Executive of the Year: Lawrence Frank
This has to go to Los Angeles Clippers General Manager Lawrence Frank. It seems like an eternity ago, but don’t forget that he was able to take a playoff contender and add Kawhi Leonard and Paul George.
Rookie of the Year: Ja Morant
Ja averaged 17.6 points, 3.5 rebounds, and 6.9 assists in his first year. He looks like a future All-Star and is incredibly entertaining. He may be winning this award because Zion only played in 19 games compared to Ja’s 59, but that’s how the cookie crumbles. Morant is also doing something that’s rare for a rookie, he’s leading his team to a playoff berth. I expect great things from Morant and look forward to watching him during the restart.
Sixth Man of the Year: Montrezl Harrell
The default for this award is to vote for either Jamal Crawford or Lou Williams. Since Jamal Crawford hasn’t played a second of basketball, we’d like to congratulate Lou Williams! The player who earned this award is Montrezl Harrell. He’s putting up 18.6 points, 7.1 rebounds, and 1.7 assists off the bench for the Clippers this year. He provides a much needed jolt of energy off the bench. He’s full of passion and borderline rage on the court. He’s a player you love to watch until he’s tearing up your team. Dennis Shroder had a case for this award, but Trez has had the better year.
Most Improved Player: Bam Adebayo
Adding Jimmy Butler isn’t the only reason the Heat have improved this year. Bam Adebayo’s minutes have increased and the Heat parted ways with Hassan Whiteside. They made both of these moves because of the talent Bam showed last year. Last season, Bam averaged 8.9 points, 2.2 assists, 7.3 rebounds, .9 steals, and .8 blocks. He’s increased his numbers in every category this year resulting in 16.2 points, 5.1 assists, 10.5 rebounds, 1.2 steals, and 1.3 blocks per game.
Coach of the Year: Nick Nurse
Last year, the Raptors won 70.7% of their games on route to a title. After losing Kawhi Leonard in the off-season, the Raps increased their winning percentage to 71.9%. They have a talented roster, but a lot of credit should go to Nick Nurse being able to move on from Kawhi without missing a beat. Toronto is now 2nd in the East and is expected to make a run at defending their title despite losing their best player.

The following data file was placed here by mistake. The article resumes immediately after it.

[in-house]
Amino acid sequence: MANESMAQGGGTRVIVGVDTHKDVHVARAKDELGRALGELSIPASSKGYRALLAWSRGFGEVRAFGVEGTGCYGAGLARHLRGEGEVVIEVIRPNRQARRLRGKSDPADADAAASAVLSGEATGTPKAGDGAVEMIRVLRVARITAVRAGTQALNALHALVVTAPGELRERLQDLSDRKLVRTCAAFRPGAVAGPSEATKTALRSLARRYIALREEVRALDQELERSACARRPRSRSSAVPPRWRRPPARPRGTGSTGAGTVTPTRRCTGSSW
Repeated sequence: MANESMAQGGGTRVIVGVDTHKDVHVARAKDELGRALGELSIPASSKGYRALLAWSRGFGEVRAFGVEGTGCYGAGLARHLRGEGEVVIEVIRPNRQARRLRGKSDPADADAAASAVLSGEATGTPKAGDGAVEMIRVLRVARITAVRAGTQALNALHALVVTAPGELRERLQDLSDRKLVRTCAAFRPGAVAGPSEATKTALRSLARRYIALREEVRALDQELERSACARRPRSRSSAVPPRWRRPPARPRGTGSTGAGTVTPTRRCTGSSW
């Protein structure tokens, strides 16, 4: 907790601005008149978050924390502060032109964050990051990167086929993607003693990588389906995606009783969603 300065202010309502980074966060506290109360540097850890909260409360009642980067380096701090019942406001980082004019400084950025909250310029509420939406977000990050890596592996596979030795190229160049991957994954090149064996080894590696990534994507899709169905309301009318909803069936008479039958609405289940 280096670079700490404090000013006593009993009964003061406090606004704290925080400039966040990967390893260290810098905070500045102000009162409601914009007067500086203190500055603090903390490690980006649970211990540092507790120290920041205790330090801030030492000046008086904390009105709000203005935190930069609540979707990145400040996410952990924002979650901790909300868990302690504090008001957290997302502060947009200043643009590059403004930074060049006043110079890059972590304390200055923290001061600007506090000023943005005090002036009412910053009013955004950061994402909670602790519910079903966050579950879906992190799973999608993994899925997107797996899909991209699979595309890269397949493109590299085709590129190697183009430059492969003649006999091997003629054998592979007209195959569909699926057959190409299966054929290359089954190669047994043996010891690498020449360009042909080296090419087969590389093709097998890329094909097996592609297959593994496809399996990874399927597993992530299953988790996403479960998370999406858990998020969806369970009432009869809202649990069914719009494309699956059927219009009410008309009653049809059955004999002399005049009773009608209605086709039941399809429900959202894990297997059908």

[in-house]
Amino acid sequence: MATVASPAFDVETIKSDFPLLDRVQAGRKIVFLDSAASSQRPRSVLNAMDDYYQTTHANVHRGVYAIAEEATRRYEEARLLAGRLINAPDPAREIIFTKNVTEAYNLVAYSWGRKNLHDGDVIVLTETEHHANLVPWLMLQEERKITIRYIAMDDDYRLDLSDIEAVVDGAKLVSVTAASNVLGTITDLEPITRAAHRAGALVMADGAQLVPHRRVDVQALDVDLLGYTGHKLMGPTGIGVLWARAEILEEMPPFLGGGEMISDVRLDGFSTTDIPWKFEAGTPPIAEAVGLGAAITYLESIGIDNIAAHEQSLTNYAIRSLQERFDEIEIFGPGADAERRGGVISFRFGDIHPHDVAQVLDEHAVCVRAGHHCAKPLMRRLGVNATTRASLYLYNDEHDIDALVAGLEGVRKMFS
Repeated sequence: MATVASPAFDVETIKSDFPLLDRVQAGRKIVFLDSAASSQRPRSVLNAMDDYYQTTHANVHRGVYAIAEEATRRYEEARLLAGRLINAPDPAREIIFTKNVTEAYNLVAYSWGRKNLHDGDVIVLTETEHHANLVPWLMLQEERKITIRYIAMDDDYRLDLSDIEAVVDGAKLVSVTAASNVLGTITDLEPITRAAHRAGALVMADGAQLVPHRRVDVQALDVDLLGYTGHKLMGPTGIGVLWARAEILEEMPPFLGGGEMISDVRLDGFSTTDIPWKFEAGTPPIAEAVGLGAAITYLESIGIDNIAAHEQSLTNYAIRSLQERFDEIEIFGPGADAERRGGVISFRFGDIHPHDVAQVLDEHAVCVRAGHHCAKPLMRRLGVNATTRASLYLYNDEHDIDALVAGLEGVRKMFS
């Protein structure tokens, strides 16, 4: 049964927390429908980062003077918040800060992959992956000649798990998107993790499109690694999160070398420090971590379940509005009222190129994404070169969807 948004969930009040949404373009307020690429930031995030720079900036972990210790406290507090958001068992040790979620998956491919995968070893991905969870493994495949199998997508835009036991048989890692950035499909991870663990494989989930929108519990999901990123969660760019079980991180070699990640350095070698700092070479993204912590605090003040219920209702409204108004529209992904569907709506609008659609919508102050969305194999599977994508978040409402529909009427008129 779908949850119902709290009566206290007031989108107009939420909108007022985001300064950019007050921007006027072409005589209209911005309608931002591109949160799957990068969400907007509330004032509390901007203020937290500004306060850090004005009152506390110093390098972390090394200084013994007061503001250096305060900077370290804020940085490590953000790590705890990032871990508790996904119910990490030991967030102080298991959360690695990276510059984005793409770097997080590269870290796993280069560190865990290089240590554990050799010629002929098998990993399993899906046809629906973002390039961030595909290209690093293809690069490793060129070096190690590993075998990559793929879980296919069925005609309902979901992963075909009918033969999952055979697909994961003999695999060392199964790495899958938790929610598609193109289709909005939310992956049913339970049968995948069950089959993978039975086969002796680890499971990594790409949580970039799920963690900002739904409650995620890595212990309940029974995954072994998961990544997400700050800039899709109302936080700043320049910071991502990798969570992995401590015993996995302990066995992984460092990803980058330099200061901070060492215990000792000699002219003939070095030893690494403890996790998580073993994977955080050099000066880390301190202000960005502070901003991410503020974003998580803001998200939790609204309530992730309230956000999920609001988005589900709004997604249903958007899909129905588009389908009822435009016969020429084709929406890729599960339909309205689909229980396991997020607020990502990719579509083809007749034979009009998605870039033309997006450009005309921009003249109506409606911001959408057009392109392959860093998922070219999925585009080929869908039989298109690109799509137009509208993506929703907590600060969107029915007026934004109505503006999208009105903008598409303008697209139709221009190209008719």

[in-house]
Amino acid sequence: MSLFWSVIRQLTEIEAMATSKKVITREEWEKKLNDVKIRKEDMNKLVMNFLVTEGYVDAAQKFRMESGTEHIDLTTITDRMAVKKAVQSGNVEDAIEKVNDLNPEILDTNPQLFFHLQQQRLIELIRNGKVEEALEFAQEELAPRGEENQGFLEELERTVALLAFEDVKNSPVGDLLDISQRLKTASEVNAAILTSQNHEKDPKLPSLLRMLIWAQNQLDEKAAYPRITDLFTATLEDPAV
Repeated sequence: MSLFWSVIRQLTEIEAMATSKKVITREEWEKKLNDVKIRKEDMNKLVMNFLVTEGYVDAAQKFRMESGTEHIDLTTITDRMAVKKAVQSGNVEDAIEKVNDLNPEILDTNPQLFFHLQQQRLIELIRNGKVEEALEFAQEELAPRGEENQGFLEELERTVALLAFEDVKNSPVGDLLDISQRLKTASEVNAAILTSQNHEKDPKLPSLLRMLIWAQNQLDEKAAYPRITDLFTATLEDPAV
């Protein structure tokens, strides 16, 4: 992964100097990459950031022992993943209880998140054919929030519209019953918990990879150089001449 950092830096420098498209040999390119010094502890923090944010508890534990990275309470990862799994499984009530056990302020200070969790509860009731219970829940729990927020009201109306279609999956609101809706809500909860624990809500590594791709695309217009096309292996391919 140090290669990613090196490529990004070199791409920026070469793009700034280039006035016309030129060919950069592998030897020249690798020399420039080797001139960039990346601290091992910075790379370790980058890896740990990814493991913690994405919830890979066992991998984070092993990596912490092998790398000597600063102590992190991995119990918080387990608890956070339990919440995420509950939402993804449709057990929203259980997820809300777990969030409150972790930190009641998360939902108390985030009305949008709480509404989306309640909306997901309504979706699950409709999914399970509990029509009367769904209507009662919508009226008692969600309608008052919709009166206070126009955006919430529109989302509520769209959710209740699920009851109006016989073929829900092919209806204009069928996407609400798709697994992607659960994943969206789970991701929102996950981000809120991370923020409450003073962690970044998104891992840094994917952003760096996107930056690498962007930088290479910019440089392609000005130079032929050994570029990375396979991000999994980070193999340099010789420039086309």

Defensive Player of the Year & Most Valuable Player: Giannis Antetokounmpo
Giannis and the Bucks have been tearing through the league this year. The Bucks have won 81.5% of their games this year, which would’ve translated to 67 wins had this been a full season. Giannis is only playing 30.9 minutes per game because the games are already out of reach by the time the 4th quarter rolls around. The Bucks tout the leagues highest scoring margin at +11.3, ahead of the 2nd place Lakers by almost 4 points.
Giannis is averaging 29.6 points, 13.7 rebounds, and 5.8 assists on 30.9 minutes per game. Those are incredible numbers regardless of time played, but to do it in minimal time (for a star player) displays his efficiency and effectiveness on the court.
Giannis is the obvious choice for MVP and for Defensive Player of the Year, too. It kind of boggles my mind that there’s not an Offensive and Defensive Player of the Year Award, but it goes to show that the league doesn’t honor defense in the same way it does offense.
Giannis leads the league in defensive rating, defensive win shares, defensive box plus/minus, and anchors the best defense in the league. What do you expect? He’s a 7-footer who moves like a guard. He can defend every position and he can do it well.
If Giannis is awarded both the MVP and DPOY awards, he’ll be joining elite company. This has only been accomplished twice in NBA history, once by Michael Jordan in 1988 and once by Hakeem Olajuwon in 1994. This would also be Giannis’ second straight MVP, which would put him in a legendary group of players. The list of players to be awarded back to back MVPs is incredible:
Kareem (twice): ‘71, ‘72 & ‘76, ‘77
Steve Nash: ‘05, ‘06
Steph Curry: ‘15, ‘16
Tim Duncan: ‘02, ‘03
Magic Johnson: ‘89, ‘90
Larry Bird (three in a row): ‘84, ‘85, ‘86
Moses Malone: ‘82, ‘83
LeBron James (twice): ‘09, ‘10 & ‘12, ‘13
Wilt Chamberlain (three in a row): ‘66, ‘67, ‘68
Michael Jordan: ‘91, ‘92
Bill Russell (three in a row): ‘61, ‘62, ‘63
Every player on the list, with the exception of Steph Curry and LeBron James, are solidly in the Hall of Fame. Curry and James will obviously join them when they retire, but Giannis is already solidifying his case for enshrinement.